By Janice Lindsay, Contributing Writer
I told myself, “Don’t be intimidated.”
I was attending an art workshop preparing to paint. I was one of eleven women, ten of whom were for-real artists or had at least taken classes, and me.
While the instructor explained the activity, I said to myself, “Self, you don’t belong here.” But myself answered, “Will the world come to an end if you can’t do this? Why can’t you just relax and enjoy yourself?”
There’s so much freedom in learning to do something when you don’t have to do it well. But it’s not easy to convince yourself of that. We live in an achievement-oriented society. We’re all expected to accomplish stuff, preferably good stuff.
The workshop description had said: “Don’t consider yourself an artist? It doesn’t matter. This isn’t about representational art. The focus is on the process, not the end results.”
That afforded some reassurance. I knew I could not do “representational.” I could not paint anything that looked like something, at least not on purpose.
On the other hand, I knew that, in the end, we would all see everybody else’s results. I hoped for results that, if they were not good, would at least not be embarrassing.
Further description: “The process invites deeper creativity and imagination to flow by using your intuition as your guide. You might be surprised at the talent you have. The workshop will be loose, fun, and freeing — and messy.”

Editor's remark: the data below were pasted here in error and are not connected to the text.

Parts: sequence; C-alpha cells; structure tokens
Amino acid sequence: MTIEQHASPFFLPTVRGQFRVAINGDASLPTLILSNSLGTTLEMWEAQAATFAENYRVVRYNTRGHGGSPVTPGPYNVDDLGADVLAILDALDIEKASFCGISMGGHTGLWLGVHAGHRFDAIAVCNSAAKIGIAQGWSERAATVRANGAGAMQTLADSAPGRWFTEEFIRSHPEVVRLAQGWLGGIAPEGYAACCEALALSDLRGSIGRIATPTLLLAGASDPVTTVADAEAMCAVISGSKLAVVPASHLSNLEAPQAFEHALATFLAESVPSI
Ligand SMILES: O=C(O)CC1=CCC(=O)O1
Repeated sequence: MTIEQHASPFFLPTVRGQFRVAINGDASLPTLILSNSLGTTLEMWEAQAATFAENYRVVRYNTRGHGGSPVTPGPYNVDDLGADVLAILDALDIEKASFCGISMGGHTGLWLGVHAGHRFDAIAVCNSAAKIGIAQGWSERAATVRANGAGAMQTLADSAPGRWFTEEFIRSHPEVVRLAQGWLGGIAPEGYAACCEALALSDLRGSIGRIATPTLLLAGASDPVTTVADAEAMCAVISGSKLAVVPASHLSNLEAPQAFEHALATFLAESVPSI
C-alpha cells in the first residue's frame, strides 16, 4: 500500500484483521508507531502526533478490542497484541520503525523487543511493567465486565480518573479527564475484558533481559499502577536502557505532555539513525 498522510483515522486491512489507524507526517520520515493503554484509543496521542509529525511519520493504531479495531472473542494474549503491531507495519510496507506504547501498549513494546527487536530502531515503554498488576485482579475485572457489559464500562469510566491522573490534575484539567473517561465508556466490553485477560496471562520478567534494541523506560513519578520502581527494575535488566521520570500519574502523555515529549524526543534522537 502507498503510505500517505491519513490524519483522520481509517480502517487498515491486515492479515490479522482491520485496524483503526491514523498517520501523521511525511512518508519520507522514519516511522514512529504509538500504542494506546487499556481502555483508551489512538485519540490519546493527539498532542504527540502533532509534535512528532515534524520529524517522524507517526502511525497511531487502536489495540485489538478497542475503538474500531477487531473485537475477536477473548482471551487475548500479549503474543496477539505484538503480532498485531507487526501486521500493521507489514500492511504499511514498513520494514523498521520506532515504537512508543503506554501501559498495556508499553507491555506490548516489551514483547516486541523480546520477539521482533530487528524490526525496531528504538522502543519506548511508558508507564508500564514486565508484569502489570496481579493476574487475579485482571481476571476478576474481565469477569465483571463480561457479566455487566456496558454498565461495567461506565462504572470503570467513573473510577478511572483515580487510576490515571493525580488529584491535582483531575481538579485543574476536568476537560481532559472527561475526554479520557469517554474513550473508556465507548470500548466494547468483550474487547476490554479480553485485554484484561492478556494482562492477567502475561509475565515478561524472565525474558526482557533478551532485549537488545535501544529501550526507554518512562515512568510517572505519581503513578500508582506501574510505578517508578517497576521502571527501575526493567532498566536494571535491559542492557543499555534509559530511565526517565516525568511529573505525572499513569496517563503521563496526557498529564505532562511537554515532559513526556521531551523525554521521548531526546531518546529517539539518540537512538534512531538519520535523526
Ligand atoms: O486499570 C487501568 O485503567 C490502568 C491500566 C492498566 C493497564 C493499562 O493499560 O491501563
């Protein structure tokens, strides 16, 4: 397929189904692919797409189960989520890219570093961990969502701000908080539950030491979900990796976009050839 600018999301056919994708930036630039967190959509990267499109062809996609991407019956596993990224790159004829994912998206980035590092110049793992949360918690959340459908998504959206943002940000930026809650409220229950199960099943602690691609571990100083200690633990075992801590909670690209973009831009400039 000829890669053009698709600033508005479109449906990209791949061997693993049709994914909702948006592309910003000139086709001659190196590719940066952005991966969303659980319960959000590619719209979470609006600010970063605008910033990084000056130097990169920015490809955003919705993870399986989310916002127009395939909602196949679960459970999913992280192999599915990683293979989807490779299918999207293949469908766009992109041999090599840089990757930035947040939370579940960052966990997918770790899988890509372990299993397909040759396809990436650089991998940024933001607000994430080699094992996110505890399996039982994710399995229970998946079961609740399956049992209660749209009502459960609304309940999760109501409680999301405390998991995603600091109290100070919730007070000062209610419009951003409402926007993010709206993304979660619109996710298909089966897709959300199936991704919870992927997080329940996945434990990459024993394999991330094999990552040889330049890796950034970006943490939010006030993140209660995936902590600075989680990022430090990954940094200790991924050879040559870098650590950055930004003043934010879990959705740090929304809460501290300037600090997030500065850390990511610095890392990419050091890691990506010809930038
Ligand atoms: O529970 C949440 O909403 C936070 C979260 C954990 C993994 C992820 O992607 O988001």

I did not expect to be surprised at my talent. But I knew I could do messy!
We each tacked an 18” by 24” sheet of paper, in my case vertically, on the studio walls lined with newsprint.
Small jars of brightly colored paints waited, with assorted brushes on tables behind us.
My intuition-as-guide said, “Start with a purple spiral.”
I had never touched a brush full of such paint (an artist friend described it as a high-quality gouache or tempera). I found it thick, luscious, and altogether satisfying.
I did not know how to accomplish a spiral. The closest I could come was a thick, curvy line, wide at the top, narrow at the bottom.
Now intuition said “Yellow.” Paint yellow around the purple. Decorate the purple with white dots. Outline curves with red. Stroke green swaths on yellow. Plaster yellow with black circles with red centers.
I was having a fine messy time.
After a while, the curvy line reminded me of a snake. I gave it eye dots, breaking the rule about “representational.” But are there rules in art? Not that this looked like art. Or a snake.
My result: an oddity whose primary, if not only, appeal was bright colors.
When time was up, we strolled the studio, contemplating each other’s work. I saw ten works of art and one something else.
“Self,” I said, “you tried something new and you had fun. What more could you ask?”
At home, I transferred the oddity from my car to the trash bucket. An important part of creativity – just like an important part of life — is learning to let go.
But the next day, my husband glimpsed the oddity. He liked it! He wanted to hang it! I gave him permission to tack it up in the garage.
So, in our grayish garage walls, amidst all the dull-colored paraphernalia people store in garages, next to the faded instructions for the snow blower, hangs a bright purple snake on a brilliant yellow background.
They say that beauty lies in the eyes of the beholder. So, just in case, if you ever visit our house, please don’t come in through the garage.